Part 2 on what problems could potentially blossom from the legalization of weed.
In a previous post, I pointed out 5 of 10 reasons how legalizing marijuana for recreational use could impact the medical community and society in general. The 5 reasons were largely related to observations from how devastating the two legal drugs, tobacco and alcohol, already are to the health of our society, both collectively and individually.
This post will focus on 5 more effects of marijuana.
5) Relating to my last post on how legalizing marijuana could lead to a battle over which diagnosis nurses and doctors hate the worst, liberalizing marijuana use has been shown to increase ER visits
. The thought behind this (not evidently based by a randomized controlled trial, but not without plausibility) is that depending on the dose and individual factors, marijuana can lead to paranoia and panic attacks. And where do people go who are panicky but not really sick? To the emergency room, of course, where they can gain ground in the battle with the alcoholics for the most despised diagnosis in medicine. (And so they can drive up wait times for people with actual medical emergencies. As a side note, I love emergency medicine, I just hate working in an emergency department.) There have been drugs banned by the FDA for less worrisome side effects than this.
4) Like opioids, marijuana can relieve pain. Also like opioids though, marijuana is addictive. Opioid addiction is a growing epidemic
. Pain killers thought to be helpful for relief of suffering are more and more being used as tools of addiction and death. Will legalizing marijuana open the floodgates to a new class of addicts? Doesn’t virtually every single doctor mentally cringe when we have to deal with that addiction-denying emotionally labile “end-stage fibromyalgia” type of patient? Do we really want more of them?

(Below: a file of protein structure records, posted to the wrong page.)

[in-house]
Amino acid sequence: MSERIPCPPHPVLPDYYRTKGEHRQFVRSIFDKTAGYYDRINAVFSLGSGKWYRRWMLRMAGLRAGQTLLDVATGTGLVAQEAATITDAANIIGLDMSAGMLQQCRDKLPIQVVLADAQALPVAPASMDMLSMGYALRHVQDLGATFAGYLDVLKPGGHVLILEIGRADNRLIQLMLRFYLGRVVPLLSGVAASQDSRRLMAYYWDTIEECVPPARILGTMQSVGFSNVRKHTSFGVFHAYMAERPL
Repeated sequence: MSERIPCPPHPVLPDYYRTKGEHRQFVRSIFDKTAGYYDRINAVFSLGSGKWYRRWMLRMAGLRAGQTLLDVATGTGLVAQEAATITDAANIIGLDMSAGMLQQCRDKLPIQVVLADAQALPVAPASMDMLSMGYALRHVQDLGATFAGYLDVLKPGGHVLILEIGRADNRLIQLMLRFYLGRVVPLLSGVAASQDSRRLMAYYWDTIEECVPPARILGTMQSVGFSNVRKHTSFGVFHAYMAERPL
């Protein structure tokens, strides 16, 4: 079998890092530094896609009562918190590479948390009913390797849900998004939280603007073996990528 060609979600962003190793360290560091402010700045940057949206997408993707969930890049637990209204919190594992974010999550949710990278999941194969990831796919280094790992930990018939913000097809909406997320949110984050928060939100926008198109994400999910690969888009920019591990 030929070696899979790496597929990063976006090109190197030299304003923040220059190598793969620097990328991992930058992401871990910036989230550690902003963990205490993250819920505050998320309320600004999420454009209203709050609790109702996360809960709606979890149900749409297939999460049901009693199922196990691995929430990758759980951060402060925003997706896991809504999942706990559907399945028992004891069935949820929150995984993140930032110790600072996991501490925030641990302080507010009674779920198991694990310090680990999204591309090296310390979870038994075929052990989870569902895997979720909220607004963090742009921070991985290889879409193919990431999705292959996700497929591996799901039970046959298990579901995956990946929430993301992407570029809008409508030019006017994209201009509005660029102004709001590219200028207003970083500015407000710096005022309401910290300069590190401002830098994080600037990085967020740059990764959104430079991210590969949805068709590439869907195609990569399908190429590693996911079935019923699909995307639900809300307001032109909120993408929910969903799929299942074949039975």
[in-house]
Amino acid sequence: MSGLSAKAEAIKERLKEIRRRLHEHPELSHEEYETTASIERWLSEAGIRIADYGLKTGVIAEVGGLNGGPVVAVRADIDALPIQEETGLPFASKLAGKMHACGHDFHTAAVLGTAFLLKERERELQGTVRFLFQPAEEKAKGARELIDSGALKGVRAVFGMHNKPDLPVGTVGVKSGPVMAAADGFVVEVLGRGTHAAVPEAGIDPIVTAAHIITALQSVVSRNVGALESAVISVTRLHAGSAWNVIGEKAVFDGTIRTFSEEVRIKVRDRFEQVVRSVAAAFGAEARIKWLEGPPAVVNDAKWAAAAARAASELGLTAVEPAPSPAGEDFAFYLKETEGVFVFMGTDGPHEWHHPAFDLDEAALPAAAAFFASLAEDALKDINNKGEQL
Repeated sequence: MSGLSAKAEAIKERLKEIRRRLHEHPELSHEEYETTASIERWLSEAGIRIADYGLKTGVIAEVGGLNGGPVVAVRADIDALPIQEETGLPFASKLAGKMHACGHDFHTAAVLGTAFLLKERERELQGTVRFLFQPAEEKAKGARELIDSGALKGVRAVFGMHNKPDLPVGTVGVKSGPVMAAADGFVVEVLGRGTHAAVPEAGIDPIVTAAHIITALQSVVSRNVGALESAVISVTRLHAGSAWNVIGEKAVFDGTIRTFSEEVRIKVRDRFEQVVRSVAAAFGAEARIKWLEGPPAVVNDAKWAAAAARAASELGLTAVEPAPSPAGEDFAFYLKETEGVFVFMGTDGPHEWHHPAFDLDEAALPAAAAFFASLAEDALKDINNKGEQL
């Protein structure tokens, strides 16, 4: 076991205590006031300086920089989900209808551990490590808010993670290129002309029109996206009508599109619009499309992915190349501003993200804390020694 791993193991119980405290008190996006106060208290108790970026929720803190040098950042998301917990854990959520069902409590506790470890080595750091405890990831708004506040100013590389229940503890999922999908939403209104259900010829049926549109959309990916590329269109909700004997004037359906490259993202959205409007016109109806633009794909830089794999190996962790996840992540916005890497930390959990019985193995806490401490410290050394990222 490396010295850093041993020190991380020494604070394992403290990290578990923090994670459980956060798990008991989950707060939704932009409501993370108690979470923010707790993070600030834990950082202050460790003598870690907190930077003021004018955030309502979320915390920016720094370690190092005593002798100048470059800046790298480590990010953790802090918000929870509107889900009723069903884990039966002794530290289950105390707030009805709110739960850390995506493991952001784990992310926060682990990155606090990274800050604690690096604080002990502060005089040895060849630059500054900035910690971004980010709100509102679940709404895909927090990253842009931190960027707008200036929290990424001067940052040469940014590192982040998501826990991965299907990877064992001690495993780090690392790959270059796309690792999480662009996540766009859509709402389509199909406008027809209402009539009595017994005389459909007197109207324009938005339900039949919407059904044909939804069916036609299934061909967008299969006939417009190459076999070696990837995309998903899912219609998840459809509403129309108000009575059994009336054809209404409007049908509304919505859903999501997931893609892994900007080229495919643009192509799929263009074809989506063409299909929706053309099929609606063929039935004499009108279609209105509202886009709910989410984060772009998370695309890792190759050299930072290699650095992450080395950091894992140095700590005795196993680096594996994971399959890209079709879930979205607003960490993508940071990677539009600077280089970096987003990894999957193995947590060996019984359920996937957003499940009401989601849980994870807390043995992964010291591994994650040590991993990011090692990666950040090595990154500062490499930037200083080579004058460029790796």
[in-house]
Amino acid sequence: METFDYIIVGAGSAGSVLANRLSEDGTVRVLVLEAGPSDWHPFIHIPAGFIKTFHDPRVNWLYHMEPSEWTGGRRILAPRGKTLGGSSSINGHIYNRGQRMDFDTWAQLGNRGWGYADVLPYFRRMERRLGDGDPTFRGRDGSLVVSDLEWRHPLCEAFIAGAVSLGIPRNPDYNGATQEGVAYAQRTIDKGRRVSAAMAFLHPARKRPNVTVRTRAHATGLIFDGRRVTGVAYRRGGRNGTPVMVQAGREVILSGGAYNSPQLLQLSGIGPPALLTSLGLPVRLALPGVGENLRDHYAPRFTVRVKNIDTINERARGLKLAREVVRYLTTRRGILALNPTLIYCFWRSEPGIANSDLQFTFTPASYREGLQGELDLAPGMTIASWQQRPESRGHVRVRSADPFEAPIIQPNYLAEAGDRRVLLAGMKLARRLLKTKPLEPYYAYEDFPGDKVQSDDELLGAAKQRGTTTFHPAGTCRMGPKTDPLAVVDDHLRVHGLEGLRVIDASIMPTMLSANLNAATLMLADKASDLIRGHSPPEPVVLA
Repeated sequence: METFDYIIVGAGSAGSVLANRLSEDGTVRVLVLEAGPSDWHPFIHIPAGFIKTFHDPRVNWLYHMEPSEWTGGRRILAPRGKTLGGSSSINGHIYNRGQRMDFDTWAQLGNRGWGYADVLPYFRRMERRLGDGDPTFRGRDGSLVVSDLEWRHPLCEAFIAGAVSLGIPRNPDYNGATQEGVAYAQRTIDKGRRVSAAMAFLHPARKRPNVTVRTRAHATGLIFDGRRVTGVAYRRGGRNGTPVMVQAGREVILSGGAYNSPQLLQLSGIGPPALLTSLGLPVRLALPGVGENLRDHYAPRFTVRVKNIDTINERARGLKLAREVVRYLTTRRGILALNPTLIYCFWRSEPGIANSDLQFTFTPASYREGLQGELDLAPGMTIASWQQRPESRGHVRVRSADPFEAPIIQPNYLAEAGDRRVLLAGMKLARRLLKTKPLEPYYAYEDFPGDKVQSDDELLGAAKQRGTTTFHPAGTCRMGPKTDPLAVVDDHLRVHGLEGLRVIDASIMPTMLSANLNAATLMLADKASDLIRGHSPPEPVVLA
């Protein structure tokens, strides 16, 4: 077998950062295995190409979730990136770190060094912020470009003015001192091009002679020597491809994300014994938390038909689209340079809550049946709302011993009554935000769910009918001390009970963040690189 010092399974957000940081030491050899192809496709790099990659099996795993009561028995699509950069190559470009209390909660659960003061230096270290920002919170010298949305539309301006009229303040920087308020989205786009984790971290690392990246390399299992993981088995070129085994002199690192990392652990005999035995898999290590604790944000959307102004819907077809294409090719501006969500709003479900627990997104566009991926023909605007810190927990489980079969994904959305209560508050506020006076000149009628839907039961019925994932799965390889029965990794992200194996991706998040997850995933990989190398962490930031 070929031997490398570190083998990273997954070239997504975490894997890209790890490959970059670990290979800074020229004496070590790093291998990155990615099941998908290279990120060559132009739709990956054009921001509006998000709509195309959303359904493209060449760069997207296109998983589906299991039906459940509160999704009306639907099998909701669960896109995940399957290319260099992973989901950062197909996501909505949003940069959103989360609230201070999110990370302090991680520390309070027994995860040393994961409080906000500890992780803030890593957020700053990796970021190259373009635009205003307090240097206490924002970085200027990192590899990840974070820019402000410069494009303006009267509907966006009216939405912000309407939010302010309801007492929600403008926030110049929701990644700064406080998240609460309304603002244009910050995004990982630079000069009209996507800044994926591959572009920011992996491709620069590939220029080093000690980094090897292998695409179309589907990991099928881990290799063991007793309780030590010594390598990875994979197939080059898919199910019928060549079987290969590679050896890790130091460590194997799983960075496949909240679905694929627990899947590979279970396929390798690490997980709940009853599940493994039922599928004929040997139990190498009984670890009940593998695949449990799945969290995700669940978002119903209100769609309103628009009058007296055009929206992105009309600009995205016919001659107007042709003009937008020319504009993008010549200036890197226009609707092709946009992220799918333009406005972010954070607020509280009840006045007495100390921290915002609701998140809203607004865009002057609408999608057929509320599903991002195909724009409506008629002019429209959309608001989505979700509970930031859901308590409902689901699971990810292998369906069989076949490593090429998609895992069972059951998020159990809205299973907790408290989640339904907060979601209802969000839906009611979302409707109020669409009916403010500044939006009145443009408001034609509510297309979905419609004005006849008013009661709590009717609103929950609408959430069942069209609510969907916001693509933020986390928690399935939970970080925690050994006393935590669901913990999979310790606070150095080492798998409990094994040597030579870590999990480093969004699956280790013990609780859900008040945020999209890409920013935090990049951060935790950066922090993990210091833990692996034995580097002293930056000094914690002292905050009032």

3) Cannabis hyperemesis syndrome is a real problem, where instead of relieving an upset stomach as marijuana is popularly known to do, it actually causes hyperemesis
. If we legalize cannabis, more people will use it to self-medicate their upset stomach. But self-medication has a negative connotation for a reason, since self-medication can lead to problematic effects. Besides, do we really need more hyperemesis patients? I mean, when was the last time you had to hear a patient forcefully vomiting all over the exam room? It isn’t good for morale.
2) Cannabis leads to an altered sense of time and negative effects on memory and cognitive functioning. Legalizing marijuana would reduce the legal problems related to its use, yes, but at the cost of more widespread and different social problems in the form of poor time management, school or work problems, and decreased social functioning
. Again, do we not have enough societal problems on our plate, or do we really want more? This leads to the next point.
1) Marijuana makes you stupid. (There are studies refuting this causal link, calling it only an association, but there are studies statistically powered to strongly imply causation, and more basic science studies proving causation in mammals)